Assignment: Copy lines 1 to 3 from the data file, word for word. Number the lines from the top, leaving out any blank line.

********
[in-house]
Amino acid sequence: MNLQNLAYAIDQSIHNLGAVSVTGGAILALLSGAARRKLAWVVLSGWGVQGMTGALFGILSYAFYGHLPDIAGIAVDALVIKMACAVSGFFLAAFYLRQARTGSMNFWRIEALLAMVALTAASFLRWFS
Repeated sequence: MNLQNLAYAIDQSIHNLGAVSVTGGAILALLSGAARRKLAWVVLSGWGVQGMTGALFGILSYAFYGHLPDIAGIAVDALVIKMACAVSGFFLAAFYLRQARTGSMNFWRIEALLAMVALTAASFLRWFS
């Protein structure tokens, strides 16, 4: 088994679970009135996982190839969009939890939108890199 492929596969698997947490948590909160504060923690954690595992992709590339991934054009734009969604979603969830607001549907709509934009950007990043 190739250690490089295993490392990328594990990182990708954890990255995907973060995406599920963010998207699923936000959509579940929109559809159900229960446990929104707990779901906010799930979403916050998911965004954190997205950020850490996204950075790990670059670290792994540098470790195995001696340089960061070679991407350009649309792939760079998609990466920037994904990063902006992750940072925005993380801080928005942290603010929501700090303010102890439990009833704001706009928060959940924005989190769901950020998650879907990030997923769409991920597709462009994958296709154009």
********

[in-house]
Amino acid sequence: MNLQNLAYAIDQSIHNLGAVSVTGGAILALLSGAARRKLAWVVLSGWGVQGMTGALFGILSYAFYGHLPDIAGIAVDALVIKMACAVSGFFLAAFYLRQARTGSMNFWRIEALLAMVALTAASFLRWFS
Repeated sequence: MNLQNLAYAIDQSIHNLGAVSVTGGAILALLSGAARRKLAWVVLSGWGVQGMTGALFGILSYAFYGHLPDIAGIAVDALVIKMACAVSGFFLAAFYLRQARTGSMNFWRIEALLAMVALTAASFLRWFS